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ProduceIQ: Prices lackluster, unable to overcome cautious buyers

While New York City bathed in balmy 60-degree temps, Southwestern growing regions shivered in the low 30’s. If you thought that combination is a guarantee for high market prices, you’d be wrong.

Despite mild winter temps, demand for fresh produce in The Big Apple is relatively modest.

NYC’s restaurant scene has yet to return to pre-covid levels. Reduced tourism, heavy Covid restrictions and generally high retail prices are putting a damper on consumer demand.

Many produce folks from the lesser-restricted states of Texas and Florida weren’t quite psychologically ready for the mask and vaccine-card requirements during the recent New York Produce Show.

Though optimism is always high in the produce industry, many corporations, not ready to lift travel restrictions, were missing from the big event. Nevertheless, the energy in New York is always infectious.

Leverage over FOB prices is shifting to buyers as they recover from an overly optimistic Thanksgiving pull. Buyers are taking a conservative strategy regarding inventory during the upcoming holidays. Due to high freight rates and looming covid-uncertainty, shipping point prices remain in peril.

Industry prices are flat when demand (and prices) should have begun increasing.

ProduceIQ Index: $0.99/pound, +1.0 percent over prior week
Week #50, ending December 17th

Blue Book has teamed with ProduceIQ BB #:368175 to bring the ProduceIQ Index to its readers. The index provides a produce industry price benchmark using 40 top commodities to provide data for decision making.

Somebody, please pass lettuce a coat! Frosty temperatures are triggering packing and harvest delays in the desert. Weak demand and steady supply keep current prices stable; however, more cold weather is expected over the next seven days. Ice-related injury is a possibility, but current product is reportedly suffering minimal damage.

After reaching $50/case only six weeks ago, Iceberg lettuce is now at fire-sale prices.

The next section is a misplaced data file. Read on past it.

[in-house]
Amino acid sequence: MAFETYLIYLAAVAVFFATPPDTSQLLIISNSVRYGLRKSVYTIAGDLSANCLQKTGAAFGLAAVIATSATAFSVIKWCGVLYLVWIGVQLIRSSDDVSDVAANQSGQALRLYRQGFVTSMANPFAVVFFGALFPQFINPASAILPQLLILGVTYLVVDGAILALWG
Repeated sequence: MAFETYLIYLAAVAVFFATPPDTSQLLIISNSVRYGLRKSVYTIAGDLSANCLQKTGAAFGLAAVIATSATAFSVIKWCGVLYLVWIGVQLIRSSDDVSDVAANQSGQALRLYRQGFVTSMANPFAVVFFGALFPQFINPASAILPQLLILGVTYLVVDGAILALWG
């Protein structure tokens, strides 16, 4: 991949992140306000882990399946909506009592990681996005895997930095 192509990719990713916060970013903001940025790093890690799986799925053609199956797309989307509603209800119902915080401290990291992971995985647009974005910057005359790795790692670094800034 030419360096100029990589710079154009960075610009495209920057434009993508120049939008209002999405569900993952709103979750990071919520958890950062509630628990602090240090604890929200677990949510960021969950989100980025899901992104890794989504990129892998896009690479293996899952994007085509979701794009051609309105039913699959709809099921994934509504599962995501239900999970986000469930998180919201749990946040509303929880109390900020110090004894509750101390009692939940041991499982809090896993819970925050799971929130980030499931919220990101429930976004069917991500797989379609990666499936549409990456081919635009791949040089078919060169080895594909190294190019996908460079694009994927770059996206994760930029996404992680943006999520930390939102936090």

While lending lettuce a hand, grab hold of your wallet. For the second week in a row, Hass Avocado prices are at a ten-year high. U.S. markets are nearly entirely reliant on Mexico to meet demand this time of year. Although current supply is technically providing enough coverage, the avocado market is strengthening fast and prices with it. Markets are forecasted to increase throughout the end of the year.

On the opposite end of the spectrum, green bell peppers are near their price floor. A solid Mexican harvest and steady supply out of Florida are sending green bell markets into a tailspin. When inventory risks aging, pepper may be found offline for deals even below the paltry $6 reported by the USDA. These prices hover at the most basic level of variable costs: picking, hauling, packing and the cardboard box. So, share some holiday cheer by promoting green bells, and let’s move some volume.

Green bell pepper prices reach the floor as Mexico and Florida increase production.

Not all bell peppers need a price pick-me-up, as red and yellow bells are both in short supply. As a result, prices for both commodities are holding firm. Field-grown varieties of colored peppers are starting over the next few weeks, which should ease elevated markets.

The average strawberry price is down -13 percent over the previous week. Strawberry volumes are improving with product available out of California, Texas and Florida in a light way. Still, markets are somewhat fragmented due to inconsistent product availability. Expect prices to fall further as Mexico and Florida escalate production.

Blueberry prices lurch slightly upwards in response to waning Peruvian production. Even with Mexican and Chilean growers working hard to fill the gap, blueberry markets may strengthen for a couple of weeks before prices deescalate again. The silver lining within that somewhat blue news, prices are still on the lower end of historical precedent.

Please visit our online marketplace here and enjoy free access to our market tools which created the graphs above.

ProduceIQ Index

The ProduceIQ Index is the fresh produce industry’s only shipping point price index. It represents the industry-wide price per pound at the location of packing for domestic produce, and at the port of U.S. entry for imported produce.

ProduceIQ uses 40 top commodities to represent the industry. The Index weights each commodity dynamically, by season, as a function of the weekly 5-year rolling average Sales. Sales are calculated using the USDA’s Agricultural Marketing Service for movement and price data. The Index serves as a fair benchmark for industry price performance.

Mark Campbell was introduced to the fresh produce industry as a lender for Farm Credit. After earning his MBA from Columbia Business School, he spent seven years as CFO for J&J Family of Farms and later served as CFO advisor to several produce growers, shippers and distributors. In this role, Mark saw the impediments that prevent produce growers and buyers to trade with greater access and efficiency. This led him to cofound ProduceIQ.